Preaching from Leviticus—in a church “plant”—on Sunday morning! Now just how “wrong” could that be from all the church growth and contemporary church planting advice?! And I mean expository preaching through the entire book over the course of several months. Sounds crazy to many people. But it’s being done, and God appears to be blessing it. Pastor james Schmidt of North Valley Baptist Church (Mayfield/Carbondale/Jermyn, PA) has been doing just that. This is the church plant with which I worked for about 5 years before moving too far away to be involved on a regular basis. James, who was one of my MDiv students, called to chat the other day and recounted his current preaching schedule. I asked him if he would write a brief summary that I could post here. In his own words…

In August of 1007, I made a preaching plan to cover the entire book of Leviticus in 12 weeks for the Sunday morning services. This decision was a difficult one as Leviticus is far from the norm of what people expect from the pulpit. I was convinced that God was serious about preaching the whole counsel of His Word. I was also convinced that my people needed to have a more firm understanding of how to live with a holy God. I had concluded that most people have a very poor understanding of what holiness really is. There are several songs often sung about holiness being longed for by a Christian, yet while the song may be fun to sing, I am not convinced that holiness is something the average person in the pew actually wants.

After firmly deciding to preach from Leviticus, I decided right away to bolster myself and my pulpit with congregational Scripture reading—in unison. I choose passages like Rom 15, Ps 19, Ps 1, 2 Tim 3, et al. all passages which talk about the values of Scripture, and the values of the OT. Each week we gave a very brief disclaimer before or after the reading explaining that ALL Scripture is valuable including difficult passages like Leviticus. The unison reading of Scripture lent itself well with the background of Moses going into the tent and the people standing waiting for the Word from the Lord.

As the weeks passed (actually the first week) people quickly recognized that Leviticus was not like the rest of Scripture. I spent some credibility points in chapters 11–15 (which I covered in one week—that was one of the hardest presentations for me) both because of the content of the Scripture and for my application. My application was somewhat ‘weak’—due primarily to the content and the time I had allotted myself. If I had it to do over, I would not change much. In our feel-good culture people did not generally walk out feeling better than when they came in. I really struggled that week with what I had just done to my people. Yet I was confident that God was honored.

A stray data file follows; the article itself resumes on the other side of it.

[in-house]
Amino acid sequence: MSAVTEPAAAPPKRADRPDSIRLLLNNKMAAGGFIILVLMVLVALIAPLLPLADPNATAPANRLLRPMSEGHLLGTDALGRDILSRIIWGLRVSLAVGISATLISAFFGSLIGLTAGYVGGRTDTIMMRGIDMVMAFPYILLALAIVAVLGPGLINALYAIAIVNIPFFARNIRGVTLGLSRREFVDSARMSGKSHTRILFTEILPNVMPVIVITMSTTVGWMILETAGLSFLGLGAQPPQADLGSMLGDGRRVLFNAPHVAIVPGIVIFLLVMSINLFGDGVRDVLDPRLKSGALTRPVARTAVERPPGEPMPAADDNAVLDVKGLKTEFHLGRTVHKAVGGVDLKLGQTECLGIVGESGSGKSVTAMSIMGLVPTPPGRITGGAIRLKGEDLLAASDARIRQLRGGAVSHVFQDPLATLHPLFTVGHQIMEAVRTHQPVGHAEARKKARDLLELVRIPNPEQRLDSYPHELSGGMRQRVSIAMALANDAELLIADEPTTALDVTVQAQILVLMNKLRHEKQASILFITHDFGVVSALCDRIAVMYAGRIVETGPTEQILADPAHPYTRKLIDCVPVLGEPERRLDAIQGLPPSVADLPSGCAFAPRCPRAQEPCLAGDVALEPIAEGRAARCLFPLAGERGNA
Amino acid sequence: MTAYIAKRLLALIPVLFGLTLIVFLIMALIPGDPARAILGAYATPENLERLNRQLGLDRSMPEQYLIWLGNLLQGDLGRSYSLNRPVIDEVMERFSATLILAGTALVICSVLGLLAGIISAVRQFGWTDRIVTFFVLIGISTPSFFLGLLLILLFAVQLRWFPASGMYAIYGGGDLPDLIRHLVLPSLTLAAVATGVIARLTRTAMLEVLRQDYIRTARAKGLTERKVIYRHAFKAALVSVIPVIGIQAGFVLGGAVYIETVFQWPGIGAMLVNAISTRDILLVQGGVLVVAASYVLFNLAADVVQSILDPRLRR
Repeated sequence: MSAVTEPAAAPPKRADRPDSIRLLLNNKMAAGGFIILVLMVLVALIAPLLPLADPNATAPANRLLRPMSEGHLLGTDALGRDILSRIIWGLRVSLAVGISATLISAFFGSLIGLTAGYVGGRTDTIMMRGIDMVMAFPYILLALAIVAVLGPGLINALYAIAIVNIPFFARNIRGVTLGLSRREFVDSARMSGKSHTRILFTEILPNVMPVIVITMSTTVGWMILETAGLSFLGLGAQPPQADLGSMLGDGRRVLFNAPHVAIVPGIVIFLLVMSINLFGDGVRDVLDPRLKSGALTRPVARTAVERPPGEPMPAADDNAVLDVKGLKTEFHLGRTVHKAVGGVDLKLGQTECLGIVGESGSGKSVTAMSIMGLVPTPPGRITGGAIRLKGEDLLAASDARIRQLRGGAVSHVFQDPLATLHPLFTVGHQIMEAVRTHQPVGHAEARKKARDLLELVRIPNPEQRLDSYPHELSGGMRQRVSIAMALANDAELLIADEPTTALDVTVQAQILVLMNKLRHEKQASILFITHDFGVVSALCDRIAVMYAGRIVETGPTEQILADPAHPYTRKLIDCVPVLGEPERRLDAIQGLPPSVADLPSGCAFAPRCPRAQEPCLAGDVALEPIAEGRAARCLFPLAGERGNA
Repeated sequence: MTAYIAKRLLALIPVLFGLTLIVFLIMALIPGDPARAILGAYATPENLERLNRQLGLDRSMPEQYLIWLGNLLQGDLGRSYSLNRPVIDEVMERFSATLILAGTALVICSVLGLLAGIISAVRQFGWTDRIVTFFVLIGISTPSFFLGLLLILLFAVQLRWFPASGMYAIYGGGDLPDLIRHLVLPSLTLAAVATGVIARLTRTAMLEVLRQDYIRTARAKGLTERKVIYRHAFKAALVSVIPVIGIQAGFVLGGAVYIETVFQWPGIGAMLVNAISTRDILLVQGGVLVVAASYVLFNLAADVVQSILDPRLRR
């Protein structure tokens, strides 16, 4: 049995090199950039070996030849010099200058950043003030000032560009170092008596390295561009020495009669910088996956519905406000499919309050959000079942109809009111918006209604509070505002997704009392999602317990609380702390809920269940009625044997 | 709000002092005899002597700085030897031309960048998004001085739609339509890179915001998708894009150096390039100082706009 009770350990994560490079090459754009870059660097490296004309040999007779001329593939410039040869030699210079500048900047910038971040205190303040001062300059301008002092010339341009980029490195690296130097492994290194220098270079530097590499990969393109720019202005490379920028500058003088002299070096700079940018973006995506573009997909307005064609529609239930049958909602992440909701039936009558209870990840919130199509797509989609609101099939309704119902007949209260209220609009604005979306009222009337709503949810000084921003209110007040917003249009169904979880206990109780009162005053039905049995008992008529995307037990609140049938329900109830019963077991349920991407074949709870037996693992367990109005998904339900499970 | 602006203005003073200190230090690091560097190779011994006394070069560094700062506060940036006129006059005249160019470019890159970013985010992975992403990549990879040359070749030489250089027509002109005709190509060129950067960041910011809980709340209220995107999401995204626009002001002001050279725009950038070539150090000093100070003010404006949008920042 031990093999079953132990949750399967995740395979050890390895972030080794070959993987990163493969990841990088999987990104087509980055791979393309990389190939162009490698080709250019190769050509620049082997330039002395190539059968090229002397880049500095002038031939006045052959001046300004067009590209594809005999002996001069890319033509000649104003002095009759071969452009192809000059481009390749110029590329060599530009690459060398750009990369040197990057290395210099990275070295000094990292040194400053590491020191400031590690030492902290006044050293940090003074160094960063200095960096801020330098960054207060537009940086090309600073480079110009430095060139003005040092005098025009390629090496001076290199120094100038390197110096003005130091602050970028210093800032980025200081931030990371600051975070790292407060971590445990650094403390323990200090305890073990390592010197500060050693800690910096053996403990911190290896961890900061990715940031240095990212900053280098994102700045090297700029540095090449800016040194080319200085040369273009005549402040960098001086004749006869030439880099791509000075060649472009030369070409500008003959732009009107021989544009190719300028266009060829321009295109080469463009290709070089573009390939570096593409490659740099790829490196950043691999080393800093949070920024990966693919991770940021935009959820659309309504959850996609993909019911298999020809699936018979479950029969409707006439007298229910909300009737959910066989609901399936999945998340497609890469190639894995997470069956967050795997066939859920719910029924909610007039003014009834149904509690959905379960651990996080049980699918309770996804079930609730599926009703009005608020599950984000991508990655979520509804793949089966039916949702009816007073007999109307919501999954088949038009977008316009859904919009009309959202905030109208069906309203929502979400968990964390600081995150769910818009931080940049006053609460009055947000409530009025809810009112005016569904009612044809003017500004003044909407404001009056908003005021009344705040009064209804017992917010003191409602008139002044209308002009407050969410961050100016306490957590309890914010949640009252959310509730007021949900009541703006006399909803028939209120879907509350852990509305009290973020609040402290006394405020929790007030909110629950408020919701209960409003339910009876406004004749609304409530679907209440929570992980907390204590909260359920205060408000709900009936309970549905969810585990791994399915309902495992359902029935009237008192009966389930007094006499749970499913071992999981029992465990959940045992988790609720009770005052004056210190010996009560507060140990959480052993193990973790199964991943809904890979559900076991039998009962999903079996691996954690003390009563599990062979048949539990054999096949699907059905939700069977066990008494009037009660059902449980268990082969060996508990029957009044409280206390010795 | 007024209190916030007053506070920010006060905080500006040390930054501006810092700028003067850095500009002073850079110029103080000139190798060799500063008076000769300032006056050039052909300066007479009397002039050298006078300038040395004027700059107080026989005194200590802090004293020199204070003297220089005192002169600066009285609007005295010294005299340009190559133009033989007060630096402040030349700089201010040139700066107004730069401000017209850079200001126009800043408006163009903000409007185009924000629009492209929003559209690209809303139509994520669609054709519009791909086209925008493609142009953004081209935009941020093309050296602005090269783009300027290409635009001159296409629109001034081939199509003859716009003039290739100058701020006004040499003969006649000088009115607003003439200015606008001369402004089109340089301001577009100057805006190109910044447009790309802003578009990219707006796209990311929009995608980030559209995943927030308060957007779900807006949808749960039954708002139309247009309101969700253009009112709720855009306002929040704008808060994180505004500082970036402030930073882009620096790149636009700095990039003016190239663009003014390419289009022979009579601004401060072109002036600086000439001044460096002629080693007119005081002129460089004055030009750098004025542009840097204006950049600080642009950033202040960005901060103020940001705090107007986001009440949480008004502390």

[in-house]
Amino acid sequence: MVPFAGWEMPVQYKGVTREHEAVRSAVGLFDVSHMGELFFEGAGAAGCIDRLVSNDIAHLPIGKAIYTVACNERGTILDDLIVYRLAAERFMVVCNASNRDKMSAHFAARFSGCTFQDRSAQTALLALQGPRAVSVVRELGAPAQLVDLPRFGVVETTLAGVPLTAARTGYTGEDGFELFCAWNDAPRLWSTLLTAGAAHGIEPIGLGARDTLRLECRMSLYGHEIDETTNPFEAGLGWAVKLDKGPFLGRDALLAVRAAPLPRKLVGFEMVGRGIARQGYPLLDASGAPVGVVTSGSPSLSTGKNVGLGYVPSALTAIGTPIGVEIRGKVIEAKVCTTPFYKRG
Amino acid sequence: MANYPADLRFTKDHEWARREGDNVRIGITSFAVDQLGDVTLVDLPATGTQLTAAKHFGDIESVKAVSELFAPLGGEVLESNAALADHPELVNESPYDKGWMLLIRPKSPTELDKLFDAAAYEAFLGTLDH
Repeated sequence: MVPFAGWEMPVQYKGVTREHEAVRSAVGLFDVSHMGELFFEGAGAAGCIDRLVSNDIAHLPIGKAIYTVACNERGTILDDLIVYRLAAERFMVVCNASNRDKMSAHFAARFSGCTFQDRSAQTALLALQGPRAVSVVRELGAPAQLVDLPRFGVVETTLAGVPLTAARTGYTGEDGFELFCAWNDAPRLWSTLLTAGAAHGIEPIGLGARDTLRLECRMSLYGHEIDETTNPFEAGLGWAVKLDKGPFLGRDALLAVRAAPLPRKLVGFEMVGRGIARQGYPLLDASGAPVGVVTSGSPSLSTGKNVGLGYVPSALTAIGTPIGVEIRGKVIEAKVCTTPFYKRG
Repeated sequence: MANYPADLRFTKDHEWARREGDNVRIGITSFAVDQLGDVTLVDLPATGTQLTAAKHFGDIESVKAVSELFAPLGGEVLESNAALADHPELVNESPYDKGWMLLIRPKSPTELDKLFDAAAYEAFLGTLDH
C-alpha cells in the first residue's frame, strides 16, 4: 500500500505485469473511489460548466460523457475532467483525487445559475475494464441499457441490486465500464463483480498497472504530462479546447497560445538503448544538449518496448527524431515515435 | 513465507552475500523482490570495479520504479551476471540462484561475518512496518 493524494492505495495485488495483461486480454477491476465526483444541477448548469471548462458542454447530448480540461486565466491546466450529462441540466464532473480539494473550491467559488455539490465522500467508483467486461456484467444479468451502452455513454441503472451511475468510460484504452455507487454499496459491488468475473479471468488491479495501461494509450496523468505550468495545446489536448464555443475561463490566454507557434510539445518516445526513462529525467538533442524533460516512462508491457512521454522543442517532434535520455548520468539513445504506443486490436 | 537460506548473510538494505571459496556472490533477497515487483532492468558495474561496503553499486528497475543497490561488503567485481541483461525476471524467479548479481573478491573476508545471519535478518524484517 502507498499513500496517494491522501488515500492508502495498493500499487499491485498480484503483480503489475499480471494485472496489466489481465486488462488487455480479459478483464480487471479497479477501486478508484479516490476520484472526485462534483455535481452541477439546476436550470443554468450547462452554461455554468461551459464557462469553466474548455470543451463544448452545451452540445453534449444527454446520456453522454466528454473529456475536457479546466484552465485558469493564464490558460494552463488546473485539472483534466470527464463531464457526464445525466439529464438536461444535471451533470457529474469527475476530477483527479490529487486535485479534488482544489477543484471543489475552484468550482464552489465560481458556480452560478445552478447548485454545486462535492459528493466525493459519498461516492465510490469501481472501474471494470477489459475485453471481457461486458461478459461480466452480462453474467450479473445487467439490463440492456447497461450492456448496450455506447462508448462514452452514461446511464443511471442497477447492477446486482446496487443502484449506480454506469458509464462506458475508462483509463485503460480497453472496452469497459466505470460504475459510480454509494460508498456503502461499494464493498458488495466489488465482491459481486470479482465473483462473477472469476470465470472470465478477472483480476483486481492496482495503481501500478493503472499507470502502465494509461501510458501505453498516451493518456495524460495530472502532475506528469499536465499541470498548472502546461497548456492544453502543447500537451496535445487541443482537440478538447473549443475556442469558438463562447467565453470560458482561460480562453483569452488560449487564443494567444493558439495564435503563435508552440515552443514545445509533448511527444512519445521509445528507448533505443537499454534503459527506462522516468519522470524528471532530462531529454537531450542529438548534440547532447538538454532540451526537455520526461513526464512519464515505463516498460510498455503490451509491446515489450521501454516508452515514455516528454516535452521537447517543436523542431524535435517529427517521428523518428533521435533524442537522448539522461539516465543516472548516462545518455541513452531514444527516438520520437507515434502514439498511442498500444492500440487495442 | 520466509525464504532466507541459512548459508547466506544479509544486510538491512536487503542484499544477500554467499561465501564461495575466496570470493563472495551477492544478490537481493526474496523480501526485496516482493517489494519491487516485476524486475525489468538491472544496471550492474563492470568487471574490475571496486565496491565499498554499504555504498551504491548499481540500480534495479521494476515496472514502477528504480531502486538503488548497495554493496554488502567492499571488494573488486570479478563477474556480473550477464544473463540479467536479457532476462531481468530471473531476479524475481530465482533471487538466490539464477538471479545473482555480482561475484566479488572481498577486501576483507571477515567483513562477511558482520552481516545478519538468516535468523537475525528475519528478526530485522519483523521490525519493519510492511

The climax (I believe) of the book is chapter 16. I coved that the next week, alone by itself. I planned that all those months ago. I knew that covering so much the previous week would lay the ground work for the big day, the Day of Atonement which, compared to what we have previously coved, was easy to apply. There was a young lady [college age] there; it was her 3d time visiting us. She had been there the pervious 2 weeks. She said in her own words to me [after the 2d week], “So what you mean is, God is too good for us?” She meant holy; she understood that from the week before there was little hope found in the Law to save us, that people needed something more. The 3d week, she walked the aisle after the sermon. In 5 years it was only my third “altar call.” She got saved because she recognized the holiness of God and could compare herself to that. But it took several weeks of challenge for her pastor. I rejoice that God’s word is powerful and effective to accomplish his purposes. I am learning fast not to be ashamed of the Word of God—especially of the parts that used to embarrass me.

I have several people in the church who were really challenging my decision to preach from Leviticus. After that Sunday, watching that young lady get saved, I believe the debate is over. I prayed that God would save her, for many reasons, one of which was so that people would trust in God’s Word—all of it.

When he finishes Leviticus, James has made a wise choice—he’s going to follow Leviticus with Hebrews.

My only regret is that I’ve not been able to be part of the North Valley congregation each Sunday the past few months!

John Stackhouse just posted a very helpful discussion regarding PhD studies in general, why you might consider one, and how to go about applying. Most of this info is relevant to any variety of PhD programs in biblical studies.

HT: Justin Taylor, Between Two Worlds


July 3, 2008

I was going to title this, “trivia,” but it’s really not trivial. Nor is it very directly related to NT studies, but you’ve probably figured out if you read this blog (when I get time to post something! 🙂 ) that it’s really broader than that anyway. This actually consists of just a few pieces from elsewhere that are worth reading.

First, an article on Christianity Today site by Troy Anderson: A New Day for Apologetics.

Second, some good advice on getting things done (without the guilt of the over-organized efficiency experts who “manage [life… and ministry] by objectives.” This piece by Doug Wilson is titled The Fruitfulness of Plodding. HT: Between Two Worlds